A co-worker called me “brave”
when I shimmied through a foot-and-a-half wide gap
between walls to get inside a room.
Locked doors in basements are made to be entered.
Darkness at the end, long-legged spiders,
no light except my phone.
This school building in Chilgok, big and silent.
Fear smaller than curiosity.
I laugh because I am not this.
I laugh because I never have been brave
“You’re so brave,” a girl at church, my age, told me.
She came to Korea for the first time, too.
Out of the country for the first time,
but she has her husband.
“Brave” because I came alone.
I laugh because I have never been brave.
I cried often before Korea.
Packing, praying, surprise parties, goodbyes,
You can cry and still be brave, I guess.
Sometimes it’s brave to even cry.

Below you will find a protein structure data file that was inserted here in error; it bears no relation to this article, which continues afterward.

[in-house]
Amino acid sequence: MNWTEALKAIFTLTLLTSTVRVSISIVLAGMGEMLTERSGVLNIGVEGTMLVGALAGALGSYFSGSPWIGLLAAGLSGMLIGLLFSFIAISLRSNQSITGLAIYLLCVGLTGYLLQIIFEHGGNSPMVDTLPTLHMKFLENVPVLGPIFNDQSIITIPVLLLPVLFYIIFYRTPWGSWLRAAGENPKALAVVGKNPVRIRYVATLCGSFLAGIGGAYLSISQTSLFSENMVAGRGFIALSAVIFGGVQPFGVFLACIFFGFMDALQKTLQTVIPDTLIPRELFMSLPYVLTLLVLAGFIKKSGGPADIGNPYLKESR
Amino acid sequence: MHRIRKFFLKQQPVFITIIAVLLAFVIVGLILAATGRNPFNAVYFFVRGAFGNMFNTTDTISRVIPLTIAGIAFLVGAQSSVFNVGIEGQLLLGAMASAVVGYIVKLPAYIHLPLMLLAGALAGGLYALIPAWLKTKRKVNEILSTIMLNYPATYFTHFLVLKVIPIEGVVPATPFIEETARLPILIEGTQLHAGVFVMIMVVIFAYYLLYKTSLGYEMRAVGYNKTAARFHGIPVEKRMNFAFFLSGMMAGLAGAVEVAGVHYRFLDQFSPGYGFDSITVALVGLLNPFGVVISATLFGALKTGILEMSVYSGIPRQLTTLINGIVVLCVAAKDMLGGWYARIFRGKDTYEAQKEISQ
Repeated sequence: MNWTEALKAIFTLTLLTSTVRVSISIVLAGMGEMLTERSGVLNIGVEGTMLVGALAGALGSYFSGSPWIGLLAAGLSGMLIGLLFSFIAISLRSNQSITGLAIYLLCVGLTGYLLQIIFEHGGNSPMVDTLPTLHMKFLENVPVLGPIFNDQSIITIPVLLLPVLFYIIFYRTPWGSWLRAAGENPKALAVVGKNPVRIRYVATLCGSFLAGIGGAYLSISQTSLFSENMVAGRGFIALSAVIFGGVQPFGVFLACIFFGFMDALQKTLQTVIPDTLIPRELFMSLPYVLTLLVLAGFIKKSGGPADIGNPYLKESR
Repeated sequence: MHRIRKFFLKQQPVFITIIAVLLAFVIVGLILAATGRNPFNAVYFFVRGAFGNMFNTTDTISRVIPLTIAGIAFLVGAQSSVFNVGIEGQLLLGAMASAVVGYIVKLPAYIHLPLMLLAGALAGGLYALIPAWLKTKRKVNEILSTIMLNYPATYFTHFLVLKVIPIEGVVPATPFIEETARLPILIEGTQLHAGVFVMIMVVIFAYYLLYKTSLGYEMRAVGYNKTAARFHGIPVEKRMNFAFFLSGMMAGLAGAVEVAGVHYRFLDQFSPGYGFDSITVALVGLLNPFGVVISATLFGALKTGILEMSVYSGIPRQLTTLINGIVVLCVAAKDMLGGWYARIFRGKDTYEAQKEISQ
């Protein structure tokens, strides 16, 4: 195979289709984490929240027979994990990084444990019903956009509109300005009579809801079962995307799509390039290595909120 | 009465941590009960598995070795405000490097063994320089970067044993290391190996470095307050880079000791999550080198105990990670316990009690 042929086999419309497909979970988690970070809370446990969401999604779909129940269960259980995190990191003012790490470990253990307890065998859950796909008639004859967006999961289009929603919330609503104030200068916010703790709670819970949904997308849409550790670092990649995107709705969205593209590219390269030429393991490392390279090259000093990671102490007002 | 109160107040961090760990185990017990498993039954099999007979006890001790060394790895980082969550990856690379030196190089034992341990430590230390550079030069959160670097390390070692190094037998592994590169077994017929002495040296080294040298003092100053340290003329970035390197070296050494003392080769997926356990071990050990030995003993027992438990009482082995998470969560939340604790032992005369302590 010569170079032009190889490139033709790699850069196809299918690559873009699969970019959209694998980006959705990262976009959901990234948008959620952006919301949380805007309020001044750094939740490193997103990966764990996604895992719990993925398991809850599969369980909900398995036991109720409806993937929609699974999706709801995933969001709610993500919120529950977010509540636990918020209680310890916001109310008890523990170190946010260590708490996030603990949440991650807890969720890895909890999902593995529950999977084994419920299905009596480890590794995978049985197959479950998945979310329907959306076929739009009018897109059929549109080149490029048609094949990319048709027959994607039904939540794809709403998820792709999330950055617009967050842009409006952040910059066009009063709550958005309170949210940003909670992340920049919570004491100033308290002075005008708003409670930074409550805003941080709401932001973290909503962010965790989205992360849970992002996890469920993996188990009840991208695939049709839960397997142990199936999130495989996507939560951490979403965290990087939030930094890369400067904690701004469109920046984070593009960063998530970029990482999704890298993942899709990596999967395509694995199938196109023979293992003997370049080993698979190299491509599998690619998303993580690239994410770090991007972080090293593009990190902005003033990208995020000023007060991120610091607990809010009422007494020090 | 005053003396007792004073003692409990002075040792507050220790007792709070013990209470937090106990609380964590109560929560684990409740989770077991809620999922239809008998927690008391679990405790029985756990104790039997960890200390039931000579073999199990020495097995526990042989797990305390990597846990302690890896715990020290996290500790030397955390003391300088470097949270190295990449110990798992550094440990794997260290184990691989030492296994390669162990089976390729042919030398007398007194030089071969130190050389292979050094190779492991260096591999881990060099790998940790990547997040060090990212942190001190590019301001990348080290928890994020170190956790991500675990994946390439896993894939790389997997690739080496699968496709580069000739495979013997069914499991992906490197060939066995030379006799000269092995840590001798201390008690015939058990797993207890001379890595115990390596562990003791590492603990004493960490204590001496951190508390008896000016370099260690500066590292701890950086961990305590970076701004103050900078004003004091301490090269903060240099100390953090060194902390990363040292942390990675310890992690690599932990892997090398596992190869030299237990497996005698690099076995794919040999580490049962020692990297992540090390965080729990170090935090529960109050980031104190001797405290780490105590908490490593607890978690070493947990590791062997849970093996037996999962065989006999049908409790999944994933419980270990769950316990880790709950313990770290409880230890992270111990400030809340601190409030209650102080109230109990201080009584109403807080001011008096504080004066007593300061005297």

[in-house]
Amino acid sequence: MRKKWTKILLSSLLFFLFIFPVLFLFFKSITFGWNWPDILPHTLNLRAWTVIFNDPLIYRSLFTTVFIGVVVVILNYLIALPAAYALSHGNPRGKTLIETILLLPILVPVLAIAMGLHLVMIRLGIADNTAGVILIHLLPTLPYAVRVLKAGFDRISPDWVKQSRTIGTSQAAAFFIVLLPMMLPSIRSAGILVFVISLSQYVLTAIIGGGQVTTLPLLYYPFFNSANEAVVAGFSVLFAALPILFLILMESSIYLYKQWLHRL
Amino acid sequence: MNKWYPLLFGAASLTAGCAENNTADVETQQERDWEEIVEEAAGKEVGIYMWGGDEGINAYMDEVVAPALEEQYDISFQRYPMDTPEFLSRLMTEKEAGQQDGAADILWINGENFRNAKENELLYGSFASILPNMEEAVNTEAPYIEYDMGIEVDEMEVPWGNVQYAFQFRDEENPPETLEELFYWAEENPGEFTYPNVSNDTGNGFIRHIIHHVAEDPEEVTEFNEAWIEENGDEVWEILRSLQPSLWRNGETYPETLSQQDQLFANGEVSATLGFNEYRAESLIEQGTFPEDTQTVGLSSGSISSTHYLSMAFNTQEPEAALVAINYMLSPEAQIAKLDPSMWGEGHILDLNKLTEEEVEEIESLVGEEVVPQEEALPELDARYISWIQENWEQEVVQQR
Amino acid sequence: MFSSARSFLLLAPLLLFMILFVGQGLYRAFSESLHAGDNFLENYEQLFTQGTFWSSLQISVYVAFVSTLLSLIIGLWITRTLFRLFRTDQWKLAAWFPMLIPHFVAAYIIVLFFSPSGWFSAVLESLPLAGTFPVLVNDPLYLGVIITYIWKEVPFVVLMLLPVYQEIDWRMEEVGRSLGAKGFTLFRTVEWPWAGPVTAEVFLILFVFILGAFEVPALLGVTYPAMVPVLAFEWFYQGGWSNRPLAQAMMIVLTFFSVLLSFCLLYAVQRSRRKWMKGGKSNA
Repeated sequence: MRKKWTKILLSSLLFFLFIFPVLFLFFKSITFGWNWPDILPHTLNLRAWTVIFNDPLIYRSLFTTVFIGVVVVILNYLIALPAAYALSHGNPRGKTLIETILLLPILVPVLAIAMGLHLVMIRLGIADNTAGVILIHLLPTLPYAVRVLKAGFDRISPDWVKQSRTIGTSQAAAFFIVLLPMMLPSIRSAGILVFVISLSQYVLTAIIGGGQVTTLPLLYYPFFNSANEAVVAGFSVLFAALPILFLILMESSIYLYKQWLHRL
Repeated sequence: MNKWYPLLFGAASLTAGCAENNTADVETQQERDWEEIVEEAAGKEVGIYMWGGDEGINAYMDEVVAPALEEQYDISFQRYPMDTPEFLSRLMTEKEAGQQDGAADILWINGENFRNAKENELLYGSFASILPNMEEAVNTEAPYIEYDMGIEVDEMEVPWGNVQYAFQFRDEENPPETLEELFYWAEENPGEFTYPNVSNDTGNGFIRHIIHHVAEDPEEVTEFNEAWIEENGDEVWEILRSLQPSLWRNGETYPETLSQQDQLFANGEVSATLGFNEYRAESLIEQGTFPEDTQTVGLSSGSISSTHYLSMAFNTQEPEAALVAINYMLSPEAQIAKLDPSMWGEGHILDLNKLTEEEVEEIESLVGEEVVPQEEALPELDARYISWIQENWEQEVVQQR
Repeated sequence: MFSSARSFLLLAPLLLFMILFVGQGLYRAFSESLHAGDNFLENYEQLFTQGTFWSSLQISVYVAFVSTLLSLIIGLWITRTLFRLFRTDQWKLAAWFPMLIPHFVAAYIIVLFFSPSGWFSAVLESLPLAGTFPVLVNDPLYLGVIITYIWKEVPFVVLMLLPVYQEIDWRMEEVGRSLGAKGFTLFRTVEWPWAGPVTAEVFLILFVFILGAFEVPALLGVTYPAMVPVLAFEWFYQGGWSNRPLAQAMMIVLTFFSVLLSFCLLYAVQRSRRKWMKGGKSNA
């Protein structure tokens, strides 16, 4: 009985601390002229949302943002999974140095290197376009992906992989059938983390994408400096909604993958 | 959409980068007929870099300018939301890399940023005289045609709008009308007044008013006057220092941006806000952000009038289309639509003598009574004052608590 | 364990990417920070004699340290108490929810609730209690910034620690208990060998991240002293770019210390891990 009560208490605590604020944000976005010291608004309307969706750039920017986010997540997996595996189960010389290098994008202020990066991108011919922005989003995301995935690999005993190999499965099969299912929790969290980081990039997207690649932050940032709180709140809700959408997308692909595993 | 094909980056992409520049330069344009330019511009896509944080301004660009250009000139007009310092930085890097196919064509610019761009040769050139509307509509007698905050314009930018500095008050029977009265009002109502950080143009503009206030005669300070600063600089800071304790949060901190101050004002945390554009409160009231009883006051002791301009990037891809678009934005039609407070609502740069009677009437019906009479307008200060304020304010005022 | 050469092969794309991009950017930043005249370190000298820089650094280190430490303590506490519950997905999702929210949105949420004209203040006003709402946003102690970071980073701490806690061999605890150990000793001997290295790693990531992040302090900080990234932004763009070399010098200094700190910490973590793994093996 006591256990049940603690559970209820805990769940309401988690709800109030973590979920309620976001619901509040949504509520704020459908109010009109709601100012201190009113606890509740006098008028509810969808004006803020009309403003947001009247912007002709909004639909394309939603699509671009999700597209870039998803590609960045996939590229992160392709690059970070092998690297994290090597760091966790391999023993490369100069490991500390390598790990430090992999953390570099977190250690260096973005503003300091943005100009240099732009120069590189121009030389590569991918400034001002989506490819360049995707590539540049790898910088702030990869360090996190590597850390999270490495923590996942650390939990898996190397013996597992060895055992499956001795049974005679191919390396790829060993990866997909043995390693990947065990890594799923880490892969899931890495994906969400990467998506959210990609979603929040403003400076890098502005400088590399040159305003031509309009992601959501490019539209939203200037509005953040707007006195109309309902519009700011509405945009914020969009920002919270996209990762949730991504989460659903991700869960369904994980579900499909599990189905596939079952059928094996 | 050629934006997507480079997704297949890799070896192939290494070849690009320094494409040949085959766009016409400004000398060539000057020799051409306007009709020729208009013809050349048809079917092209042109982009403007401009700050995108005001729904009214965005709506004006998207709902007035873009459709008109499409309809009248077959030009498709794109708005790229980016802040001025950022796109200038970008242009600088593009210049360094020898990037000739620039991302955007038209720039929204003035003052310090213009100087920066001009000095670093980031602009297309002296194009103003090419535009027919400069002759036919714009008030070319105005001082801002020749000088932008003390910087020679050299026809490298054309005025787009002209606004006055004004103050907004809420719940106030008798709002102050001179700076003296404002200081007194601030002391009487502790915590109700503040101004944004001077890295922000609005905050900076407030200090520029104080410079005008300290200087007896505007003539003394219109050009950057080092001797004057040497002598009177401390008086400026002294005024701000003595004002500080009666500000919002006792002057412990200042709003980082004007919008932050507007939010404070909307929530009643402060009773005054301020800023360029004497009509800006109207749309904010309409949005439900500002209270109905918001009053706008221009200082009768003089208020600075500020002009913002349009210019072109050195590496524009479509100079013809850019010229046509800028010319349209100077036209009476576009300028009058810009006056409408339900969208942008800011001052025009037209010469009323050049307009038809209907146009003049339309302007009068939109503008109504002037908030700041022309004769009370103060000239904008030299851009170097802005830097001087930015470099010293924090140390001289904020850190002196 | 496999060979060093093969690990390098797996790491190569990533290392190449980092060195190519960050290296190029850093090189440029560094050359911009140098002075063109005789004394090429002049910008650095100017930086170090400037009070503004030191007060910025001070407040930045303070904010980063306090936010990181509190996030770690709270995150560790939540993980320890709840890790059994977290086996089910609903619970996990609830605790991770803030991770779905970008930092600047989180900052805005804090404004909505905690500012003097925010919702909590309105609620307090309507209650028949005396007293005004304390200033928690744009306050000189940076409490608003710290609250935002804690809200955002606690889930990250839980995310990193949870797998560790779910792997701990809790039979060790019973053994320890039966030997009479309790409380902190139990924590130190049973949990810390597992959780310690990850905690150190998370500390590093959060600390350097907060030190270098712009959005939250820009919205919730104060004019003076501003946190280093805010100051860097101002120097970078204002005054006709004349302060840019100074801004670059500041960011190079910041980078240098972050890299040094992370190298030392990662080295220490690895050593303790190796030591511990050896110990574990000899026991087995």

When they called me brave,
I peeked my head out from under insecurity blankets.
it’s because my best friends
traveled alone to other countries
and shimmied through gaps between walls.
I have timidly followed them through
those gaps so many times
by now I can follow through on promises
I tell myself.
Sarah, you will travel.
Sarah, you can be alone.
Sarah, don’t sit on the sidelines and
watch life slip through the gaps
and leave you behind with no mystery
and still, sometimes, spiders.
Brave Sarah. Brave Sarah.
Like learning a new word from a new language.
I side-stepped through the gap in the walls,
wandered through dark rooms,
switched on lights.
I unlocked the door to let my friends inside.